Sorry Kids: Back to School = Back to Bedtime

Sorry kids, back to school means back to bedtime. One of the odd characteristics of our time is our apparent need  for scientific verification of what we should know by simple common sense. Well, help now comes in the form of a research project undertaken by University College London. The bottom line—children with a fixed and consistent bedtime performed better on tests of cognitive ability.

As Sumathi Reddy of The Wall Street Journal reported, “Researchers at University College London found that when 3-year-olds have a regular bedtime they perform better on cognitive tests administered at age 7 than children whose bedtimes weren’t consistent. The findings represent a new twist on an expanding body of research showing that inadequate sleep in children and adolescents hurts academic performance and overall health.”

The researchers in Britain were not concerned with the amount of sleep or the time of going to bed. Their concern was the function of a consistent bedtime for children and adolescents. As they reported, having a fixed bedtime turns out to have significant cognitive advantages.

The Wall Street Journal did also report on research about the amount of sleep needed by children at different ages. As Reddy explained: “In general school-age kids—kindergarten through eighth-grade—should be getting about 10 hours of sleep, while 3- and 4-year-olds might need 11 to 13 hours, including day-time naps, said Shalini Paruthi, director of the pediatric sleep and research center at SSM Cardinal Glennon Children’s Medical Center at Saint Louis University.”

As for adolescents, research indicates that teenagers need between 8 1/2 and 9 1/4 hours on average—though many teenagers get much less sleep.

Dr. Paruthi of Saint Louis University also explained that children need about 15 minutes to transition from mental alertness to a quiet state. She recommends that parents start early with a 15 minute routine that transitions the child from wakefulness to readiness for sleep.

Of course, that is what many parents have done for years. This is the secret power of bedtime stories and the emotional closeness between parent and child as the day comes to an end. This is the perfect time for Christian parents to assure their children of God’s love and care, encourage them in the Gospel, read them a Bible story, and end with a prayer together. The gift of this kind of parental care and teaching is priceless—the perfect transition to sleep.

So, if you needed scientific research to validate your instinct about bedtime, now you have it. Sorry, kids. Bedtime matters. Handled rightly by a Christian parent, it matters even more than secular researchers can understand.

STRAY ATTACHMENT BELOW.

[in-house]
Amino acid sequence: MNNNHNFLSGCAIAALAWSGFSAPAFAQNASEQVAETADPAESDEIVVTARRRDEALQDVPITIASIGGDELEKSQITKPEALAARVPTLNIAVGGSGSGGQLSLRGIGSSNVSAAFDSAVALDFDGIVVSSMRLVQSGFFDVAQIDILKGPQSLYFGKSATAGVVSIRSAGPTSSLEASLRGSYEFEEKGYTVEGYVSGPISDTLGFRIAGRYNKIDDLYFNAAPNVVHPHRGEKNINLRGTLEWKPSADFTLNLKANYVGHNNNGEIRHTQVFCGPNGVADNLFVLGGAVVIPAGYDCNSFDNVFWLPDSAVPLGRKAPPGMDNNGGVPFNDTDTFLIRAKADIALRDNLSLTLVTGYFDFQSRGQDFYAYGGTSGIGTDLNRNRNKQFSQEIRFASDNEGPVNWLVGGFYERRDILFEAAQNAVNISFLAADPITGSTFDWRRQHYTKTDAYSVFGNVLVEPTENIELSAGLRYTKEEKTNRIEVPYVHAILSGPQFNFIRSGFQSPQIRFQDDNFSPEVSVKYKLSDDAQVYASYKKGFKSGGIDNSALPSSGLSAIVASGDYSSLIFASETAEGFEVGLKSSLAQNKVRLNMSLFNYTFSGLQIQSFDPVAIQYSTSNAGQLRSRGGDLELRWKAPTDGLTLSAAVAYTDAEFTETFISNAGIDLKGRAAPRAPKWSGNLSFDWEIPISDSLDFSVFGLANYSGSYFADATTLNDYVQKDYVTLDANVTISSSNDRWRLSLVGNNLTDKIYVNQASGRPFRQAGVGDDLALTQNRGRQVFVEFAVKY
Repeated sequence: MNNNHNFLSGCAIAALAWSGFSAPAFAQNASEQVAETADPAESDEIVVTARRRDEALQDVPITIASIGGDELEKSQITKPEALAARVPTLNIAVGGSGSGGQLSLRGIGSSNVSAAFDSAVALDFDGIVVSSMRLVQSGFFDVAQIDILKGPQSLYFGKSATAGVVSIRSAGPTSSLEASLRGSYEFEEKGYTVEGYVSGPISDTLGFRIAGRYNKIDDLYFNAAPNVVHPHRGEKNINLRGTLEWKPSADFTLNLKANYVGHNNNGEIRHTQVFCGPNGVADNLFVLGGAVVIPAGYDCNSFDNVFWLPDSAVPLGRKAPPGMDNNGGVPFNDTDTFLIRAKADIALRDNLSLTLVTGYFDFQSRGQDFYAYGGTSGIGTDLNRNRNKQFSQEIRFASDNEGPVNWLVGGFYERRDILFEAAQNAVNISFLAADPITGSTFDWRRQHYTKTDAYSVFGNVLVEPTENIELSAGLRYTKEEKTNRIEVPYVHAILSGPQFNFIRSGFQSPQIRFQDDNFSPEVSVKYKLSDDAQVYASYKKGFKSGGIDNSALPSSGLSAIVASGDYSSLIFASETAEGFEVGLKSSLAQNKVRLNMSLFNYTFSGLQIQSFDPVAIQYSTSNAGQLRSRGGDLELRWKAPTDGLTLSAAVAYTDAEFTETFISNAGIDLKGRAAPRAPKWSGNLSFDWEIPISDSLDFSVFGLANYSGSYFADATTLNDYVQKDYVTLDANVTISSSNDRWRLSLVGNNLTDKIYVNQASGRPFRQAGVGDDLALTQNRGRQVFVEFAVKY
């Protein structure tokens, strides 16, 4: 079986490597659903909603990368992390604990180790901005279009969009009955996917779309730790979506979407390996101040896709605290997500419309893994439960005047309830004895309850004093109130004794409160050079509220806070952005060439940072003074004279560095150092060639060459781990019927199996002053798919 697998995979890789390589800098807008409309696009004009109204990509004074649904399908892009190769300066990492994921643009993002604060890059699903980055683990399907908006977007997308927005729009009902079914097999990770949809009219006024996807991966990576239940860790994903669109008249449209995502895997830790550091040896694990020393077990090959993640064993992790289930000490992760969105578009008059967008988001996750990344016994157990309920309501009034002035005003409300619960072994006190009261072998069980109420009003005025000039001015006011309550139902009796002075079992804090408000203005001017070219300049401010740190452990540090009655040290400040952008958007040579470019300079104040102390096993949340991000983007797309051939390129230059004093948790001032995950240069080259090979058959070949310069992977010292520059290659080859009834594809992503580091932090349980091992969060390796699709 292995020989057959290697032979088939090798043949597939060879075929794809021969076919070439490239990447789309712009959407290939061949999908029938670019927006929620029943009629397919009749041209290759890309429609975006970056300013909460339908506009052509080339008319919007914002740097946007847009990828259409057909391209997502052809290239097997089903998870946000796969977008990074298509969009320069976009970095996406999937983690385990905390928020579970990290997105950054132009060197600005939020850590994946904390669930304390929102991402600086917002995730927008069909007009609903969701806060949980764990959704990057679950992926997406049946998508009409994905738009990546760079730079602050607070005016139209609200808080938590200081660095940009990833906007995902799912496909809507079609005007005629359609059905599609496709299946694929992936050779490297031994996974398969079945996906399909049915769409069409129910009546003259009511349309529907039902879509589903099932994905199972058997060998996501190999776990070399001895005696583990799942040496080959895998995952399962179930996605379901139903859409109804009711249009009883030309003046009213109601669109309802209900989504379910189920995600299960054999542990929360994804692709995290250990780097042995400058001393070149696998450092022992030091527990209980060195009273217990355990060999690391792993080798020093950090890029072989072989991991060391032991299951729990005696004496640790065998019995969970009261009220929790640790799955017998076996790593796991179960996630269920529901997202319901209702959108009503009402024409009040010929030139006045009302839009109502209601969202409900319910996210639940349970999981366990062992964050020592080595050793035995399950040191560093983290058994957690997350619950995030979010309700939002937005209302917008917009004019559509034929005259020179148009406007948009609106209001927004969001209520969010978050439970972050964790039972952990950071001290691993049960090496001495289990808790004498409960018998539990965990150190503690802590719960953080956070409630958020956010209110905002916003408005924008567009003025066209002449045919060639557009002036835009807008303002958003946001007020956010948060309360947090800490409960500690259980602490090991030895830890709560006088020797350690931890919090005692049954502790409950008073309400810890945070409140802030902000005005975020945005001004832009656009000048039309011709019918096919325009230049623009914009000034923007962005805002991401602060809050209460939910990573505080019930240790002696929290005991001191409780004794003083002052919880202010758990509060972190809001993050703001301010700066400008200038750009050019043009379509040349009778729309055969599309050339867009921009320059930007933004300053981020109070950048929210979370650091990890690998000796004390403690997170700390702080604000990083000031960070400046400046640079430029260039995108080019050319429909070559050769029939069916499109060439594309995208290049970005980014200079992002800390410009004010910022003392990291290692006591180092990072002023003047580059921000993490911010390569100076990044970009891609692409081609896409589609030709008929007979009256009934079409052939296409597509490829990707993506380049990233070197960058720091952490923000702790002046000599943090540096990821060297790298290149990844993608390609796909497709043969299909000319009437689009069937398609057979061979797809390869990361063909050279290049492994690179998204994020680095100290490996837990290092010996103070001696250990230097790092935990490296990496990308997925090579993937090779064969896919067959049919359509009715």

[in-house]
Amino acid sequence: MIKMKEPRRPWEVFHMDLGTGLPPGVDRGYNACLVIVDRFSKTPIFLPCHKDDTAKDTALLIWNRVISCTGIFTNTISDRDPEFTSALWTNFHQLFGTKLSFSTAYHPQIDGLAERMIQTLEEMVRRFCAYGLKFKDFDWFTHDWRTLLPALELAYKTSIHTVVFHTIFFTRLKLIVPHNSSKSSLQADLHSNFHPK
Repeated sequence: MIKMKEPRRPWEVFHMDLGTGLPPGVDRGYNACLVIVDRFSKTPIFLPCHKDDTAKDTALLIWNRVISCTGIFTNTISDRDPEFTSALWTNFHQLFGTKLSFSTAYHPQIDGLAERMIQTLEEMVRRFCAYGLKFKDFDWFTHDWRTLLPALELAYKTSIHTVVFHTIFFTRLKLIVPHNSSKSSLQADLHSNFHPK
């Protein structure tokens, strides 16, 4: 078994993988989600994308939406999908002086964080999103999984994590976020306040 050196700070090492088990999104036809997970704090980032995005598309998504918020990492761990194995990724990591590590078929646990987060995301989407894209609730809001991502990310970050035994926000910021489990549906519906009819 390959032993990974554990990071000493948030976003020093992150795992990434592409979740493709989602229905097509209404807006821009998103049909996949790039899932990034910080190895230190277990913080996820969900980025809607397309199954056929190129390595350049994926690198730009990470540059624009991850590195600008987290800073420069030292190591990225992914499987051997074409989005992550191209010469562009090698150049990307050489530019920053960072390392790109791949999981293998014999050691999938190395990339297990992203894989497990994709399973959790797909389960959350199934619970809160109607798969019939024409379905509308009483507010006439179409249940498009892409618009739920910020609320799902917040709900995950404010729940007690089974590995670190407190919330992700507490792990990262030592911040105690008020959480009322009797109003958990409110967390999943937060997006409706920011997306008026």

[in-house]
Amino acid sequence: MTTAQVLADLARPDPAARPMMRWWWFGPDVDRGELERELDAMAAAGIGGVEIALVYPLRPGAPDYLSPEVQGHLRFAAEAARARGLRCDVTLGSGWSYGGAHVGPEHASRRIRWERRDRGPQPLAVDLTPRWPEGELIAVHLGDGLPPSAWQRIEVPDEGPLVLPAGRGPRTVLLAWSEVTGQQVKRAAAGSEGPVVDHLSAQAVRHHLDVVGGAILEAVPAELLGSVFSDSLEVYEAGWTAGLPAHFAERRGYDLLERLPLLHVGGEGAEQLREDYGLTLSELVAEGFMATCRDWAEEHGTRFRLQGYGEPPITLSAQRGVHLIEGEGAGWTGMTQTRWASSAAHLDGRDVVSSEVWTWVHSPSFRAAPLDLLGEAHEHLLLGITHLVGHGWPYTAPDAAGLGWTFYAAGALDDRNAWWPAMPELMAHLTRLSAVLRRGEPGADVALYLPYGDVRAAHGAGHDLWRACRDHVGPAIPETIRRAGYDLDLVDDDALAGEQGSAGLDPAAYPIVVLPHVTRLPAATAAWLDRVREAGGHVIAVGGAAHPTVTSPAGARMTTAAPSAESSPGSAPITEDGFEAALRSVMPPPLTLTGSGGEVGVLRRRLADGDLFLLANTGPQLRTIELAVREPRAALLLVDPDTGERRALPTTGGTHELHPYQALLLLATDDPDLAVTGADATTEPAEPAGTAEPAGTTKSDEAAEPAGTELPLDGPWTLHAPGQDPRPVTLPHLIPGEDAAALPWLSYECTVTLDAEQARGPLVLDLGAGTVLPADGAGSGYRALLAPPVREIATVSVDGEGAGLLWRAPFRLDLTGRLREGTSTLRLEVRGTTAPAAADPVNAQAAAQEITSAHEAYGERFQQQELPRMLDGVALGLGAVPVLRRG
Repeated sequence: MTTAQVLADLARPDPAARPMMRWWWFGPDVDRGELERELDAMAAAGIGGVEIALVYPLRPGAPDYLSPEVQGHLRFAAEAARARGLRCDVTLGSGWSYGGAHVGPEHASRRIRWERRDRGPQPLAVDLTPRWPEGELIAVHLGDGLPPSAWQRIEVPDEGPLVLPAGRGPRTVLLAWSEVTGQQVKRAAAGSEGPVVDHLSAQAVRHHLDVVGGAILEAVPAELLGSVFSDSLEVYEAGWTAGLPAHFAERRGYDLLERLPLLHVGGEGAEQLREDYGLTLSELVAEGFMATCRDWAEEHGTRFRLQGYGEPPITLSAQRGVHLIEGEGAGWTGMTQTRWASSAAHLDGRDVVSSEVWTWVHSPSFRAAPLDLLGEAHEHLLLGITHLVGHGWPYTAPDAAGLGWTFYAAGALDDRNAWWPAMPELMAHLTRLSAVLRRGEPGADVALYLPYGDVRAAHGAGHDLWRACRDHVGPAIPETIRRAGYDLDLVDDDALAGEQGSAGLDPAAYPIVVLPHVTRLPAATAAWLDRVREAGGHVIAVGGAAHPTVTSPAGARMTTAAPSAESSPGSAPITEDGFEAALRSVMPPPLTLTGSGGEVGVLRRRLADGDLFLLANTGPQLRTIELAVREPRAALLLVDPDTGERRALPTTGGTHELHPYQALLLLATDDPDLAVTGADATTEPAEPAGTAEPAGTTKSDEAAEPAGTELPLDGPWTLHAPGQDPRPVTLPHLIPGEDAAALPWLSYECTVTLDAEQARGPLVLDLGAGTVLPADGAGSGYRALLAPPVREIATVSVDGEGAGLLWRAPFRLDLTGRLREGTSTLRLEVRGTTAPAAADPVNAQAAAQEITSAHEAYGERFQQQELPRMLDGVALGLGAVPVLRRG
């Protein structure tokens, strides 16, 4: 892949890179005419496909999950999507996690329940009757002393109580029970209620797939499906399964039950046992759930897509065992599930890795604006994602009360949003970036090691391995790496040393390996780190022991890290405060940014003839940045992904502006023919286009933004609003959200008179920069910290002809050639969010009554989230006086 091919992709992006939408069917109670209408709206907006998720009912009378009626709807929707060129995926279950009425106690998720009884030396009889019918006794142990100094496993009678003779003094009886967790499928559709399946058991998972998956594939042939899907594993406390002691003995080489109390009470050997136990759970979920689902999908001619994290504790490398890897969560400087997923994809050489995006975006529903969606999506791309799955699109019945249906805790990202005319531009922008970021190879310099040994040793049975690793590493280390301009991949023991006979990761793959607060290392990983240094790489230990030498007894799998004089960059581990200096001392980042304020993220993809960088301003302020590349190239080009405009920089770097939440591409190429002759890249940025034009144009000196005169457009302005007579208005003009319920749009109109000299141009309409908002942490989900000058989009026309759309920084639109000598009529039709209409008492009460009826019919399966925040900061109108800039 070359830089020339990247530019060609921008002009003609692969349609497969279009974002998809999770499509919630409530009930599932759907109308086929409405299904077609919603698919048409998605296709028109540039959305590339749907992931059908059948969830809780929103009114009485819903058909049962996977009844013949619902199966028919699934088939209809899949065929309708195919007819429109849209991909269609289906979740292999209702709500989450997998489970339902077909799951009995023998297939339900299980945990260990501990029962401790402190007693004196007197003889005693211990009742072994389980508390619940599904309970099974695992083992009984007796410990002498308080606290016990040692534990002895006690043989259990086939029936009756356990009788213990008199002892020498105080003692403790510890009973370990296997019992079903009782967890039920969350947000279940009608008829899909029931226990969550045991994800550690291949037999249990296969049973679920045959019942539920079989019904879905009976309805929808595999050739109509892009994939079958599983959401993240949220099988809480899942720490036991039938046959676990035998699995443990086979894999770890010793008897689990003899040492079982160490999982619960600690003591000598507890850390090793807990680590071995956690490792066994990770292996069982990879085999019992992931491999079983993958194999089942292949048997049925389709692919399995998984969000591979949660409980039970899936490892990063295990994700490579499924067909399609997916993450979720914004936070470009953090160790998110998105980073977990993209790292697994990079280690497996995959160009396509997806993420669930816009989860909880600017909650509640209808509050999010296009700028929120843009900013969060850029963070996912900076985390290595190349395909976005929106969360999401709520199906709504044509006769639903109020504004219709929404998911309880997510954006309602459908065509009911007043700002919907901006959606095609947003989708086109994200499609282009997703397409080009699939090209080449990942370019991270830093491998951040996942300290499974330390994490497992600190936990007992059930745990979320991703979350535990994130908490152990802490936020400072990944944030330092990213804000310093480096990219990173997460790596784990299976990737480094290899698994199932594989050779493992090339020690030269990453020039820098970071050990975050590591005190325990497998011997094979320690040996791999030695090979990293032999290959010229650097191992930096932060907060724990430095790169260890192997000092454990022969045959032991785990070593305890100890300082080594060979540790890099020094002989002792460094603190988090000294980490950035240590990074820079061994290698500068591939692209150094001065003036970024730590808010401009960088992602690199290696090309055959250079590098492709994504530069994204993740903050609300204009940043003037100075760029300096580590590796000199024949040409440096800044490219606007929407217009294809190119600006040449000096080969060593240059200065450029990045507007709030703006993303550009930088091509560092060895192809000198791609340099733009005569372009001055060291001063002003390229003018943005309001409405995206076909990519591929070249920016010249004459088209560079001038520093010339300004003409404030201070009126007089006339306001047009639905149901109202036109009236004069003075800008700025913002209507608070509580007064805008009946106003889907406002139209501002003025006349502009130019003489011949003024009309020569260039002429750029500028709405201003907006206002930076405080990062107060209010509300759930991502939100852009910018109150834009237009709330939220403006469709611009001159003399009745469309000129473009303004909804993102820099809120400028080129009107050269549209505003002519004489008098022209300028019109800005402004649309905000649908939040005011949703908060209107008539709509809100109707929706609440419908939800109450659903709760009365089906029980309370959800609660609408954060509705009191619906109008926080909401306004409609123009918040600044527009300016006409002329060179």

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Who’s Afraid of Noah’s Ark?

A proposal to build a theme park that would feature a life-size replica of Noah’s Ark has set off a controversy in Kentucky that is worth watching. Within days, the controversy had spread to the pages of The New York Times and USA Today.

So, who’s afraid of Noah’s Ark? Lots of folks, it seems, but the editors of the state’s two largest newspapers, in particular.

The “Ark Encounter” is a major project to be undertaken by a partnership led by Answers in Genesis, the group that built the Creation Museum in northern Kentucky — an attraction that has now recorded over a million visitors by some reports. The attraction, also to be built in Kentucky, is to include live animals and a 100-ft tower of Babel.

The partnership has applied for incentives under the Kentucky Tourism Development Act, and Governor Steve Beshear announced plans for the park at a news conference in the Kentucky State Capitol.

Then . . . the deluge.

The Courier-Journal of Louisville editorialized that the project would amount to “creationist tourism” that would embarrass the state by featuring “a fundamentalist view resting on biblical inerrancy [that] indirectly promotes a religious dogma.”

The editors asked, “Why stop with creationism? How about a Flat-Earth Museum? Or one devoted to the notion that the sun revolves around the Earth?”

An op-ed column in the same paper lamented with frustration the fact that the proposed theme park was just another reminder that “only 39 percent of Americans believe in the theory of evolution.”

Meanwhile, the state’s second-largest paper, the Lexington Herald-Leader, declared: “Anyone who wants to believe in a literal interpretation of the Bible has that right.” But, the paper added, the state would be embarrassed by appearing through its governor to embrace “such thinking.”

The paper reported that Daniel Phelps, president of the Kentucky Paleontological Society, called Gov. Beshear’s support of the project “embarrassing for the state.”

The editorial boards of the state’s two largest newspapers seem to be very embarrassed indeed. Gov. Beshear kept his comments fixed on economics: “The people of Kentucky didn’t elect me governor to debate religion,” he said. “They elected me governor to create jobs.”

The proposed theme park is expected to attract 1.6 million visitors in its first year, bringing a $250 million annual economic impact within five years.

The most interesting aspect of this controversy isn’t the proposed theme park, but the panic among the commonwealth’s self-appointed guardians of evolutionary theory.

So who’s afraid of Noah’s Ark? Now, we know.

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